for achieving that

These simulations show that
the secret to clay

lies in its surfaces

The surfaces of these minerals
are incredible

They do all sorts
of chemical tricks

Hazen says minerals, like clays,

illustrate a fascinating aspect
of chemistry,

because the surface
where reactions take place

can be as important
as the ingredients themselves

The most exquisite chemistry
occurs at surfaces

Your body, your cells
are almost entirely surfaces

on which chemistry takes place

So when we think
about the origin of life,

the minerals sort of replace
surfaces you have in your body

that do that chemical work

We are finally beginning
to understand the secret role

minerals could have played
in life's origin

They provided some
of the ingredients and surfaces

where important chemical
reactions take place

So when in Hazen's color phases
did all this happen?

One of the best places

to figure that out
is back in Australia,

where Hazen and team
are now searching for signs

of Earth's earliest life

I can't believe these rocks

are three and a half billion
years old

They look like they formed
last week

Martin Van Kranendonk
leads the team

to a very unusual rock formation

You get your eye casting up,
you see them,

all wrinkly, laminated, black

Yeah!

And then if you look
a bit further back,

you see a very large
domical structure

There's no obvious way

that a chemical or physical
process would form that

Exactly

These strange shapes

are fossilized remnants of life
called stromatolites,

beautifully preserved
in these ancient rocks

This is an amazing spot

We're actually looking down
on the surface

of the ancient Earth here

This was the seafloor

3 4 billion years ago,
and I can see it in action

It's like a snap frozen
instant of time

But billions of years
have taken their toll

To really understand
stromatolites,

we have to go
nearly 800 miles away

David Flannery, a geologist,
has come to Shark Bay

in search of their
very distant descendants

Just below the surface, he finds
a series of round, black mounds:

living stromatolites

Modern environments like these,

they're very rare,
but they are really the key

to interpreting what we see
in the very early fossil record

Without environments like these,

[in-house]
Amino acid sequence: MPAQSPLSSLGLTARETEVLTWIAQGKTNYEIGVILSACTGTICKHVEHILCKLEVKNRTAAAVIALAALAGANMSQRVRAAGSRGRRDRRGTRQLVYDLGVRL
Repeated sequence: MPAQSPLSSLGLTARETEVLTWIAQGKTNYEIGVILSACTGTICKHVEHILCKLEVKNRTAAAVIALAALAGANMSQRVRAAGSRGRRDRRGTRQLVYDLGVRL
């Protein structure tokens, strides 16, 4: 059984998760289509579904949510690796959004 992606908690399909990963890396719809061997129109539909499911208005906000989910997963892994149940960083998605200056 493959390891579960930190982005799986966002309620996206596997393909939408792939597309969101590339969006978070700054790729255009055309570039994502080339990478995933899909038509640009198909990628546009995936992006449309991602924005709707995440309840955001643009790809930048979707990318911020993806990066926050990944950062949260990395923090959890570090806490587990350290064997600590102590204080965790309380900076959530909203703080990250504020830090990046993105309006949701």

we wouldn't know

how stromatolites were built

Stromatolites
are something like coral,

a hard mineral structure that
has been built layer by layer

A closer look
reveals the builders

Microbes... single-celled life

The living part
of a stromatolite

is only the surface
where the living microbial mat

is building up the structure
layer by layer

at less than a millimeter
per year

The top layer of these
stromatolites is alive,

with microbes that perform
a remarkable trick

They capture minerals and sand
in the water

and biologically cement them
layer by layer

into the solid mounds

The results can be seen
in Shark Bay today

and in the ancient fossils

Yeah, let me introduce you
to this outcrop

It's just spectacular
to be able to see this

And this outcrop is unique

Van Kranendonk has dated
this stromatolite

to 3 5 billion years ago

This is the very oldest fossil
of life on Earth

We all want to know
where we come from,

where life originated,
how long ago, in what form,

and this is the oldest
direct evidence we have

for life on Earth

But while stromatolites

are the earliest fossil of life
we've found,

that does not make them
the very first living thing

In fact, Van Kranendonk thinks

that by the time
stromatolites appeared,

life's party was already
in full swing

There are whole communities
and colonies

that are building fantastically
complex structures,

so we've actually come in
pretty late to the game

There is a lot that's gone on
before us to get to this stage,

and it's this complexity
that tells us that life

probably originated on Earth
very early

So if these very early fossils

are too complex
to be the oldest form of life,

is it possible
to find something earlier?

That is what Ruth Blake,
a geologist at Yale University,

is trying to figure out

by turning
to the geological equivalent

of a crime scene investigation

The crime has been committed

The criminal is gone,

but they've left behind
some indicator

because they've changed
their environment

Blake is analyzing some
of the oldest rocks on Earth,

like this ground-up one
from Greenland

that formed
at the bottom of an ocean

She is looking
for a chemical signature of life

left by microbes,
including bacteria

What we start with is our ocean
trapped in a rock,

and our bio-signature
is somewhere in here

We have to get it out

In the lab, Blake and her team